Responding to and learning from childhood deaths
Sidebotham, Peter and Pearson, Gale (2009) Responding to and learning from childhood deaths. British Medical Journal, Vol.338 . pp. 574-576. ISSN 0959-8146Full text not available from this repository.
Official URL: http://dx.doi.org/10.1136/bmj.b531
Although child mortality has fallen significantly over the past century,1 there is still scope for improvement. In 2005, over 3200 infants (5 per 1000 live births) and 1200 children under the age of 15 (14 per 100 000 population) died in England and Wales,2 with large discrepancies in mortality between different areas and between different socioeconomic and cultural groups. Many of these deaths are preventable—whether they are from external causes or from natural conditions that are not normally fatal. Several studies have concluded that as many as 29% of child deaths may be preventable or contributed to by potentially avoidable factors.1 3 4 It is important, therefore, to examine the causes of child death and learn from them.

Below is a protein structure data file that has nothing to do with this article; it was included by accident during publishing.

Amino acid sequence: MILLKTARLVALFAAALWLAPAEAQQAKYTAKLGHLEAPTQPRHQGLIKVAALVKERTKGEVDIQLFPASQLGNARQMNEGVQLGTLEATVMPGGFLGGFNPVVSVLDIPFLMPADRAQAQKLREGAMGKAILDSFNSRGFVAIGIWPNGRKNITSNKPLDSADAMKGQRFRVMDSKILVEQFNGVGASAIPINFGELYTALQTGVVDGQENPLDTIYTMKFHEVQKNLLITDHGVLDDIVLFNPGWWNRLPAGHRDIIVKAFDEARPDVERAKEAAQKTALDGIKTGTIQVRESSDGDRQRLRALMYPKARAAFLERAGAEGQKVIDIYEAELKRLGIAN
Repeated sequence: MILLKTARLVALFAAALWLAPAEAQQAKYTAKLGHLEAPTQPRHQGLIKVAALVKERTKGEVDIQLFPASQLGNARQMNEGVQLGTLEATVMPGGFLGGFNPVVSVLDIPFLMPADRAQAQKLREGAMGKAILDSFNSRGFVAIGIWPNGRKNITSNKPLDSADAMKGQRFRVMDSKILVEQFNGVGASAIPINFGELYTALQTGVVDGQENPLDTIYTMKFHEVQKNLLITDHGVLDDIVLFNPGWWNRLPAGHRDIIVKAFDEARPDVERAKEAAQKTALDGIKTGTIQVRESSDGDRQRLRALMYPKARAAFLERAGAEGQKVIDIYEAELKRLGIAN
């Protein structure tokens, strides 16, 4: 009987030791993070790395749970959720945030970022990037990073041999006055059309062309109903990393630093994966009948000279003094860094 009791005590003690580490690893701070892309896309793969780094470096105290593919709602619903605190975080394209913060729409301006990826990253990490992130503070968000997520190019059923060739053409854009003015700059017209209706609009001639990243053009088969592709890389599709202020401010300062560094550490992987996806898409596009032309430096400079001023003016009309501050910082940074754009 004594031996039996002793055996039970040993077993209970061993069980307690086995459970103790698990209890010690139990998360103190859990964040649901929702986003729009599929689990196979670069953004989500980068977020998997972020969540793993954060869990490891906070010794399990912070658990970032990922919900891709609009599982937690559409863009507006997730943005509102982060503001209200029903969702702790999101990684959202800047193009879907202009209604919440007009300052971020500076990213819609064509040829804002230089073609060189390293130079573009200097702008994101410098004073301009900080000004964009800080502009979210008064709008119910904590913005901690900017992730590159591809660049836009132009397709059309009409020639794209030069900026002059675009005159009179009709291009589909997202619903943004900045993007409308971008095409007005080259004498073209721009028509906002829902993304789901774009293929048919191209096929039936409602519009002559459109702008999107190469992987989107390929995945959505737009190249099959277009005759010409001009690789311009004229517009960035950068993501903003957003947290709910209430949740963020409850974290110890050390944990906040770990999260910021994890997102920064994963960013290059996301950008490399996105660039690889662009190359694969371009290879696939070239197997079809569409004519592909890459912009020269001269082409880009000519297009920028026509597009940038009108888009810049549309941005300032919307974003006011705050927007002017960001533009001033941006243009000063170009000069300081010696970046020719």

|Item Type:||Journal Item|
|Divisions:||Faculty of Medicine > Warwick Medical School > Health Sciences > Mental Health and Wellbeing
Faculty of Medicine > Warwick Medical School
|Journal or Publication Title:||British Medical Journal|
|Official Date:||23 February 2009|
|Number of Pages:||7|
|Page Range:||pp. 574-576|
|Access rights to Published version:||Restricted or Subscription Access|
|Funder:||Department for Children, Schools and Family, Confidential Enquiry into Maternal and Child Health|
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